Birkenstock, the German shoemaker known for its sturdy two-strap sandals, is increasing investments in store openings and production expansion, anticipating sustained demand despite evolving fashion trends. The company, which recently went public in the US, foresees sales growth of over 15% in its 2024 fiscal year after a remarkable 20% surge to nearly €1.5 billion (£1.29 billion) in 2023.
While executive optimism about the future abounds, the market response was muted, with Birkenstock shares declining over 8% as profits dipped last year and margins are expected to contract further in 2024 due to ongoing investments. This financial update marks the company’s first since its US listing, subjecting it to scrutiny in the public market.
Birkenstock’s journey has seen shifts in perception from its traditional image to collaborations with designers and prominent features in films like Barbie. Despite being buoyed by strong consumer spending, especially driven by a summer sales surge following the Barbie film, the company faces skepticism regarding the sustainability of this growth amid slowing economic expansion and weakened luxury sales in key markets like the US.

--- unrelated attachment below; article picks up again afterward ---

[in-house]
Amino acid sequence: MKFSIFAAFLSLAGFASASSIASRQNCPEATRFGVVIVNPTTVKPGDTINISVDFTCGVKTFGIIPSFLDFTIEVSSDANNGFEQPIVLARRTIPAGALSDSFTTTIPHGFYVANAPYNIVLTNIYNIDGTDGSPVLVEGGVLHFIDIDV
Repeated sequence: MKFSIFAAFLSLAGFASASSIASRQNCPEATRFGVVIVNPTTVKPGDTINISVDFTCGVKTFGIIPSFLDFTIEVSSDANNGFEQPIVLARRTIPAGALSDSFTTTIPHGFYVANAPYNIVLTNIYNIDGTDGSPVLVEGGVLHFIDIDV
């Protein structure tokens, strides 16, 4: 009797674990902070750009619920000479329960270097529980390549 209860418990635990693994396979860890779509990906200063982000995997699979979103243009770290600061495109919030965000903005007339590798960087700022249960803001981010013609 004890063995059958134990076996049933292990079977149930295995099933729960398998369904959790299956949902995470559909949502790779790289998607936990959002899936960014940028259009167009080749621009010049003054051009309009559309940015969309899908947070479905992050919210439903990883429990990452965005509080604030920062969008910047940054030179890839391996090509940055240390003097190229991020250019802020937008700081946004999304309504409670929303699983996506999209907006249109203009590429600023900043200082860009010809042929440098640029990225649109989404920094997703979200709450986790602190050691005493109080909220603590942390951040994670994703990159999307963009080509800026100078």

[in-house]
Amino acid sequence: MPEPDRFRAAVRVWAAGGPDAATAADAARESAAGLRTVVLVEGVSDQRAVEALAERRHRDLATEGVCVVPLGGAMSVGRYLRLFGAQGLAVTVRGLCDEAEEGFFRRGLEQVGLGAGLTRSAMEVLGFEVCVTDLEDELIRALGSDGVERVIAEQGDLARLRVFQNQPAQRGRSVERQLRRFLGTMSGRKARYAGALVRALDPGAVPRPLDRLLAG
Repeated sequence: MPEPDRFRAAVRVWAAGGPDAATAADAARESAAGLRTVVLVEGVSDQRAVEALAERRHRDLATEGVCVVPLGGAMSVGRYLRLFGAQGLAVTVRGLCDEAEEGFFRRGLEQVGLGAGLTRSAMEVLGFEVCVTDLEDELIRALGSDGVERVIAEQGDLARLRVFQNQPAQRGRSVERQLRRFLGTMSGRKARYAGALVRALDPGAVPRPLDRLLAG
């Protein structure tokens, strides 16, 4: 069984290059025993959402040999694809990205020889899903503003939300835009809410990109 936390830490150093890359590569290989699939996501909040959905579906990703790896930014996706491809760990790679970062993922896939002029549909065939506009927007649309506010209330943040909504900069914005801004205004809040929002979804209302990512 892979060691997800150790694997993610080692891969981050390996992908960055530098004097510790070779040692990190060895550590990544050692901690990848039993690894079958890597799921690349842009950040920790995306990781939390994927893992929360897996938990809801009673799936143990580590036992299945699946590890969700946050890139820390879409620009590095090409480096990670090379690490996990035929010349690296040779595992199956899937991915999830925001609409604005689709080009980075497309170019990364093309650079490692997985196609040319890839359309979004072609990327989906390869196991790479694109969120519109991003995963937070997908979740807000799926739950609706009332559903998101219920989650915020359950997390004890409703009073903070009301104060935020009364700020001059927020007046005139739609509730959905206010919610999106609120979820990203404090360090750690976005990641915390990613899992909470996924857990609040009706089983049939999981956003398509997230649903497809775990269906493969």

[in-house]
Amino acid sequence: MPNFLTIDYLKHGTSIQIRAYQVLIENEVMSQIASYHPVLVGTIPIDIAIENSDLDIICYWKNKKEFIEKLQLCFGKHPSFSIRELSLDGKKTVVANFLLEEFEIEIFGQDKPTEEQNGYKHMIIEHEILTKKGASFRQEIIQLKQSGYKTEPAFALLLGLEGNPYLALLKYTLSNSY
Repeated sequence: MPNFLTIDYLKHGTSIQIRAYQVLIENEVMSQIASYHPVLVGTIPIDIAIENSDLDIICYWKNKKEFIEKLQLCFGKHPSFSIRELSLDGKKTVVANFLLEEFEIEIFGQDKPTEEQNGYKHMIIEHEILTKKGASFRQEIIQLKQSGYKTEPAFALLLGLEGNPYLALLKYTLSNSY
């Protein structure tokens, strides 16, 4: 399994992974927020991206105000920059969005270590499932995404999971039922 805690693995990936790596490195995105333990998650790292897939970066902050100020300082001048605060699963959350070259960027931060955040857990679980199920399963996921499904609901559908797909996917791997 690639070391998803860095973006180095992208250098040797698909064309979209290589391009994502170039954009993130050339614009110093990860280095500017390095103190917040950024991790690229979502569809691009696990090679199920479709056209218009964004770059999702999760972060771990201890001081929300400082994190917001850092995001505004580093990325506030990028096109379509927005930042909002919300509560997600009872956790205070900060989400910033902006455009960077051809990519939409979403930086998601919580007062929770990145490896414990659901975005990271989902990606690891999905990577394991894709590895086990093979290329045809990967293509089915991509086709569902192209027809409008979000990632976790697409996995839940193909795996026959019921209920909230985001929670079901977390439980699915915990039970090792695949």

CEO Oliver Reichert remains undeterred by broader financial concerns, emphasising continued demand without a significant slowdown. He notes the company’s distinction from desire-driven luxury brands, stating, “We are not; we see growth everywhere.”
Birkenstock’s shares have experienced volatility since their October debut but have stabilised around $45 per share in New York, reflecting a market value of approximately $9 billion. Reichert acknowledges the challenge of comparing Birkenstock to listed companies, emphasising that they are neither luxury nor fashion nor footwear in the conventional sense.
While the company reported a loss of €28 million (£24 million; $30 million) in the three months to September 30, attributed to increased administrative expenses ahead of the listing, Birkenstock sees growth opportunities as shoppers increasingly opt to buy directly from the brand. The conservative full-year forecast for 2024, anticipating sales growth of 17–18%, reflects caution amid inflation risks and shifting market sentiments.